Experimental Cryophysics. Edited by F. E. HOARE, L. C. JACKSON and N. KURTI, Buttenvorths, London, 1961. xv + 388 pp. 75s. THIS book has nineteen authors-a number large enough to deter many prospective purchasers who may feel they are paying for many articles that they do not want in order to buy a few that they do. This is a common complaint about books on the theoretical side of a subject but fortunately it is not one that can be made about this book. It is a coherent account of the practical side of the production, maintenance, measurement, history and the use of low temperatures. The first nine chapters are “Low Temperature Laboratories”. “The Mathematics of Gas Liauefaction and Liquefier ~Design” (F. E. HOARE); “Liquid Air Production of Liquid Hydrogen and Helium” @. H. PARKINSON); “Ancillary Equipment for the Production of Liquid Hydrogen and Helium”, “Materials and Methods for the Construction of Low Temperature Apparatus” (A. J. CROFT): “Storane and Transfer of Liauefied Gases” (A. &UER); “Magnetic Cooling” (E. ~WDOZA) and “Low Temperature Thermometry” (R. P. HUDSON). These chapters are a fully documented account of methods used to realize temperatures at and below the boiling point of air. The authors discuss not only the principles of design and the mechanical and thermal properties of the materials of construction, but they also give very many of the more homely tricks-of-the-trade. The advice ranges from the installation of a gas compressor to the silvering of a Dewar vessel. This information is supplemented by 25 pages of Appendices on the physical properties of the relevant gases, liquids and solids. The tenth chapter occupies nearly one quarter of the book and is composed of twelve very short notes on such diverse subjects as calorimetry, X-Ray diffraction techniques and the hydrogen bubble-chamber for the detection of cosmic rays. This part seems leas useful than the more coherent information in the fhst nine chapters. It is interesting to compare this book with another of similar aims and arrange ment, “Physico-Chemical Measurements at High Temperaures” edited by J. G’M. Bocmus and others, and issued by the same publisher in 1959. The earlier book had only one-quarter of its space on general methods and threequarters on specialized equipment. The present reviewer has found more useful the proportions of the later book, since, like many other users, he feels he understands tbe specialized techniques he wishes to use, and can make his own adaptation to low temperatures. It is the advice on the less familiar problems of producing the low temperatures which makes this book so useful.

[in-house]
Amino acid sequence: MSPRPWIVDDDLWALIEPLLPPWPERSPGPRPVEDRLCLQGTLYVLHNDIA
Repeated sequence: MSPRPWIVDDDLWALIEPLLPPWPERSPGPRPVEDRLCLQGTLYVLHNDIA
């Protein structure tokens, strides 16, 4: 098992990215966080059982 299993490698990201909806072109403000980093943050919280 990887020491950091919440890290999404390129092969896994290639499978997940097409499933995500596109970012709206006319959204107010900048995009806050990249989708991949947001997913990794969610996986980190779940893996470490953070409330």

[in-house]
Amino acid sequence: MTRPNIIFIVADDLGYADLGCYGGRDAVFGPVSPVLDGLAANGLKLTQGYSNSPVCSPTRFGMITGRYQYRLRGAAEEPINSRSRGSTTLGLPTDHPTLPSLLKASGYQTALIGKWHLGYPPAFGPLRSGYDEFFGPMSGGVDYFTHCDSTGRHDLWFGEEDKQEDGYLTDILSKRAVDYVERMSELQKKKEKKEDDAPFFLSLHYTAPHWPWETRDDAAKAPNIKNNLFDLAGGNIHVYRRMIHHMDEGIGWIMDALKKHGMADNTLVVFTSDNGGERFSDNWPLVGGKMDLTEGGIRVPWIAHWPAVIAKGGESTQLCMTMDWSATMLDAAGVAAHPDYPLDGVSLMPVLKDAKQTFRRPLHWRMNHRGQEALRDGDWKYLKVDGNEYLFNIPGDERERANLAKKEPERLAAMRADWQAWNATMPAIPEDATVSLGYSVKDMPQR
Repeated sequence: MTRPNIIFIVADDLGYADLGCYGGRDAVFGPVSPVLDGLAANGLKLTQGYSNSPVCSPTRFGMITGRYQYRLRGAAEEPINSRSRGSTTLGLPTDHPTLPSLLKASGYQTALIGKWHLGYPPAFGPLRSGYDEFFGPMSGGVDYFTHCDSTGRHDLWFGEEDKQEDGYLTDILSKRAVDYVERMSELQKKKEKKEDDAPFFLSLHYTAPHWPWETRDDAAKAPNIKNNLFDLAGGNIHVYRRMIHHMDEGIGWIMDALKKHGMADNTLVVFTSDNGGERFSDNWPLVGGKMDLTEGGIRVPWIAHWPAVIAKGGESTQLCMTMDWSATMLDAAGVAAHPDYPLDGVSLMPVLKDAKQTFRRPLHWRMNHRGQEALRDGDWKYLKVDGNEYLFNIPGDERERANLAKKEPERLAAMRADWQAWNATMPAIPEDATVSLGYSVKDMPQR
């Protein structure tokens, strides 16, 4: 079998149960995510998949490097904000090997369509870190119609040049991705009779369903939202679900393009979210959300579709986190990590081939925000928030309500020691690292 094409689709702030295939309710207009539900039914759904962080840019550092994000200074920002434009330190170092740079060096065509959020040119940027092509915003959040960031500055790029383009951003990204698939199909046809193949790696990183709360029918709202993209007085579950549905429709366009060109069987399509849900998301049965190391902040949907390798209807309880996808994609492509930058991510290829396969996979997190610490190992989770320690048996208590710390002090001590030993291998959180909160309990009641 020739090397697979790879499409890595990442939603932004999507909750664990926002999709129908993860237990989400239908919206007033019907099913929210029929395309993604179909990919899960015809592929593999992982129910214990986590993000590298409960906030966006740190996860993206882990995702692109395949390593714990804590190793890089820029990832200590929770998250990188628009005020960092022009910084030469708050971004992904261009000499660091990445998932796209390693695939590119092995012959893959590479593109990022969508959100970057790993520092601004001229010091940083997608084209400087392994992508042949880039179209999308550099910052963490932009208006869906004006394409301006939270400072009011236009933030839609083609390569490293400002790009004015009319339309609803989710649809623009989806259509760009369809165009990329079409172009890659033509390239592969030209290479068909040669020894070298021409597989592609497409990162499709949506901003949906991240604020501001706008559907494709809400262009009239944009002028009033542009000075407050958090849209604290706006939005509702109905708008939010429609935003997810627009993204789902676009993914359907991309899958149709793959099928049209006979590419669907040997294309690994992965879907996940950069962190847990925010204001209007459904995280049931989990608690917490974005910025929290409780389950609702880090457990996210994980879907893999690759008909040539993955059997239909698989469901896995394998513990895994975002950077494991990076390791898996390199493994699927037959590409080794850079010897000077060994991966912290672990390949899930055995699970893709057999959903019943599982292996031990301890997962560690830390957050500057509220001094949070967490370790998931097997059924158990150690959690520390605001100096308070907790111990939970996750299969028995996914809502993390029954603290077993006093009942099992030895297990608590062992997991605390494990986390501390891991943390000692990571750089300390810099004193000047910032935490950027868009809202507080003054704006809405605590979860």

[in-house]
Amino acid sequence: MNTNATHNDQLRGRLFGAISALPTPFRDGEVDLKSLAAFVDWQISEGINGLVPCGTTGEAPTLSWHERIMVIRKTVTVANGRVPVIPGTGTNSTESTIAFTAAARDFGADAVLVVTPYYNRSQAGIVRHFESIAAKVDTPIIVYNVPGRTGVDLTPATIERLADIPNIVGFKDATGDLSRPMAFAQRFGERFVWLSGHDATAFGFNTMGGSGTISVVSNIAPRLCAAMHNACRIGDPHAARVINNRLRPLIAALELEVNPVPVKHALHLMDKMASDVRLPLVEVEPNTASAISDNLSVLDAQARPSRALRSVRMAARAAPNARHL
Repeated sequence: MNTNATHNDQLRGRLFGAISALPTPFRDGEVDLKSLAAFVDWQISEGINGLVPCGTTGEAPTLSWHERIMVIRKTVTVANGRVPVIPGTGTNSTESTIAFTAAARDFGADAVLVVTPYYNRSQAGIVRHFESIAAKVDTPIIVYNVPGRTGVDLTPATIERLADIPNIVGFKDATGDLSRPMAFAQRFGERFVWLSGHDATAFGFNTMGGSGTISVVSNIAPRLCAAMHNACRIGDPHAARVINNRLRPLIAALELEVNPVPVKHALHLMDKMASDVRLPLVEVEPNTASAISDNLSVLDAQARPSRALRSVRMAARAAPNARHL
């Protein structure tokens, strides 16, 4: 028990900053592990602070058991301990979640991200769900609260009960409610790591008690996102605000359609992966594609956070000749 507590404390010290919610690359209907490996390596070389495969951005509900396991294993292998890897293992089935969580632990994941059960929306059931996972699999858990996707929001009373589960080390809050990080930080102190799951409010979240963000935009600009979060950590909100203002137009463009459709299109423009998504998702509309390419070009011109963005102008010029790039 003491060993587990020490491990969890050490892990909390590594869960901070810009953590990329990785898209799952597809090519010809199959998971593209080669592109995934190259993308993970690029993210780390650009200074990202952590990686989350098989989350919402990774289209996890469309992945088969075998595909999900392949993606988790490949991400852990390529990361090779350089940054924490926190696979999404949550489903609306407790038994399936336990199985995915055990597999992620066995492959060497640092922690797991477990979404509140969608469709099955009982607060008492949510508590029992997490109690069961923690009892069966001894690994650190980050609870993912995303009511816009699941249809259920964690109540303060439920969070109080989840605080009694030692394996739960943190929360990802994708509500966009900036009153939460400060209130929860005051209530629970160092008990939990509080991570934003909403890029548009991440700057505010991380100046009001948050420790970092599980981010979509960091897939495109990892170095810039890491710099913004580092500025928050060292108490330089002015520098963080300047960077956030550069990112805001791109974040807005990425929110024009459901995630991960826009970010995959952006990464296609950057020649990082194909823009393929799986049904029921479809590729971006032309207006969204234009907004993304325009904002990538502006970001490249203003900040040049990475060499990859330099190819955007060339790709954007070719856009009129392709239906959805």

TI-J~Stext-book sets out to cover the wide field of equilibrium thermodynamics and kinetics at a contemporary final year honours chemistry level. It therefore contains in many ways an increase in available knowledge over other textbooks of a similar character and several topics, previously only available in specialized monographs, are quite succintly treated here. The first 200 pages treat chemical thermodynamic concepts in a fairly classical manner, the writing being of good but not specially original quality. Then follows a useful incursion into statistical thermodynamics of about 50 pages in length. Immediately after this is a well-balanced chapter of 90 pages on adsorption equilibria, followed by a sound, but not particularly practical, exercise of 130 pages on the phase rule. The subsequent chapters on electrolytes, electrolysis and ionic equilibria, (ca. 200 pages) are lucid and informative. At page 690 begins a chapter on reaction kinetics, followed by one on theories of reactions both of which are clear, chemically interesting and calculated to teach-these combine to about 150 pages. Immediately following are chapters on reactions in the solid state, chain reactions, on reactions of species in excited states, on radio chemical kinetics and on kinetics at high temperatures. The material contained in the chapters on kinetic phenomena has often been drawn from recent journals and monographs, and is well presented and well converted to the needs and abilities of a good honours student. The last 80 pages of text is devoted to the quantum theory and contains a good coverage of notions leading to an understanding of chemical binding. This chapter seems rather an intellectual make-weight. The books finishes with an explanation of its symbology and comprehensive indexes. This volume is good value at leas than Id. per page and might well supplant some of the older long text books in physical chemistry. It has not been given a suiliciently comprehensive range of topics to do battle with the doyen of these but it shows clearly that the day of the long text book is not yet over. The book is certainly to be commended to students of chemistry; chemical engineering students will find it less valuable under current syllabuses Many young chemical engineering scientists researching in borderland territory would discover in this a comparatively readable and useful basic reference text and I feel sure that libraries will find this book well used. J. C. McCouax~~